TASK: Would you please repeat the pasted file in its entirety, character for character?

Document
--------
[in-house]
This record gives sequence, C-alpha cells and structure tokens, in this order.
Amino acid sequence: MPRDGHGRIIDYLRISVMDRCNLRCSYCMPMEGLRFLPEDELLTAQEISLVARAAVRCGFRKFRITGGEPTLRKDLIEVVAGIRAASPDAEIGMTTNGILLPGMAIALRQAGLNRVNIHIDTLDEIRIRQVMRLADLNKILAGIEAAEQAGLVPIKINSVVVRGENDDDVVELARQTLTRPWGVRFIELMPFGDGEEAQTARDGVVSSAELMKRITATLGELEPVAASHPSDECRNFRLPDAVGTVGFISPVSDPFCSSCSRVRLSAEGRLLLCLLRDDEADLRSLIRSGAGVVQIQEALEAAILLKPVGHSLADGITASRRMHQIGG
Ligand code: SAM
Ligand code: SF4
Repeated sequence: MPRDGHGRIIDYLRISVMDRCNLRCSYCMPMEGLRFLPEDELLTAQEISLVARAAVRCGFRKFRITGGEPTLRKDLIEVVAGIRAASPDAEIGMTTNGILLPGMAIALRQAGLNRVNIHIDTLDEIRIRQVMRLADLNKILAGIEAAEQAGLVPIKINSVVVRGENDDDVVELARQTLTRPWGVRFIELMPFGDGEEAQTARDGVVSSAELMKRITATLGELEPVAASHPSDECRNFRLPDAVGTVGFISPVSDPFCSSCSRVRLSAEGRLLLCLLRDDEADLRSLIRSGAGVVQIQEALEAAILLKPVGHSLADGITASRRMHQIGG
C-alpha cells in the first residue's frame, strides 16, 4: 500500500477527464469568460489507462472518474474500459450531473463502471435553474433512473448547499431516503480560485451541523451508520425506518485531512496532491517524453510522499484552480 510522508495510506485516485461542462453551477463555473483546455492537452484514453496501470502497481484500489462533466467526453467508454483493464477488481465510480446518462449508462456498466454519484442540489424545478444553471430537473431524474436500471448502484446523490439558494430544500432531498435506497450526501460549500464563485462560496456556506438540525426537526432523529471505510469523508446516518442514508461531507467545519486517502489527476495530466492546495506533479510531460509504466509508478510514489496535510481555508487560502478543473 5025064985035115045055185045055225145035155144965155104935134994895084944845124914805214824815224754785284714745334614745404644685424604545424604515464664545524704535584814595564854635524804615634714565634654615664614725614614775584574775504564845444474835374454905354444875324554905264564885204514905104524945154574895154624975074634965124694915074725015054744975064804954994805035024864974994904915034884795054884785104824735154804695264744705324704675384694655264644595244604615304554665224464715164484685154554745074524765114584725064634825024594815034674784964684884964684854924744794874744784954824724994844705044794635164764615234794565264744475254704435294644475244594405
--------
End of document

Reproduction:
[in-house]
This record gives sequence, C-alpha cells and structure tokens, in this order.
Amino acid sequence: MPRDGHGRIIDYLRISVMDRCNLRCSYCMPMEGLRFLPEDELLTAQEISLVARAAVRCGFRKFRITGGEPTLRKDLIEVVAGIRAASPDAEIGMTTNGILLPGMAIALRQAGLNRVNIHIDTLDEIRIRQVMRLADLNKILAGIEAAEQAGLVPIKINSVVVRGENDDDVVELARQTLTRPWGVRFIELMPFGDGEEAQTARDGVVSSAELMKRITATLGELEPVAASHPSDECRNFRLPDAVGTVGFISPVSDPFCSSCSRVRLSAEGRLLLCLLRDDEADLRSLIRSGAGVVQIQEALEAAILLKPVGHSLADGITASRRMHQIGG
Ligand code: SAM
Ligand code: SF4
Repeated sequence: MPRDGHGRIIDYLRISVMDRCNLRCSYCMPMEGLRFLPEDELLTAQEISLVARAAVRCGFRKFRITGGEPTLRKDLIEVVAGIRAASPDAEIGMTTNGILLPGMAIALRQAGLNRVNIHIDTLDEIRIRQVMRLADLNKILAGIEAAEQAGLVPIKINSVVVRGENDDDVVELARQTLTRPWGVRFIELMPFGDGEEAQTARDGVVSSAELMKRITATLGELEPVAASHPSDECRNFRLPDAVGTVGFISPVSDPFCSSCSRVRLSAEGRLLLCLLRDDEADLRSLIRSGAGVVQIQEALEAAILLKPVGHSLADGITASRRMHQIGG
C-alpha cells in the first residue's frame, strides 16, 4: 500500500477527464469568460489507462472518474474500459450531473463502471435553474433512473448547499431516503480560485451541523451508520425506518485531512496532491517524453510522499484552480 510522508495510506485516485461542462453551477463555473483546455492537452484514453496501470502497481484500489462533466467526453467508454483493464477488481465510480446518462449508462456498466454519484442540489424545478444553471430537473431524474436500471448502484446523490439558494430544500432531498435506497450526501460549500464563485462560496456556506438540525426537526432523529471505510469523508446516518442514508461531507467545519486517502489527476495530466492546495506533479510531460509504466509508478510514489496535510481555508487560502478543473 5025064985035115045055185045055225145035155144965155104935134994895084944845124914805214824815224754785284714745334614745404644685424604545424604515464664545524704535584814595564854635524804615634714565634654615664614725614614775584574775504564845444474835374454905354444875324554905264564885204514905104524945154574895154624975074634965124694915074725015054744975064804954994805035024864974994904915034884795054884785104824735154804695264744705324704675384694655264644595244604615304554665224464715164484685154554745074524765114584725064634825024594815034674784964684884964684854924744794874744784954824724994844705044794635164764615234794565264744475254704435294644475244594405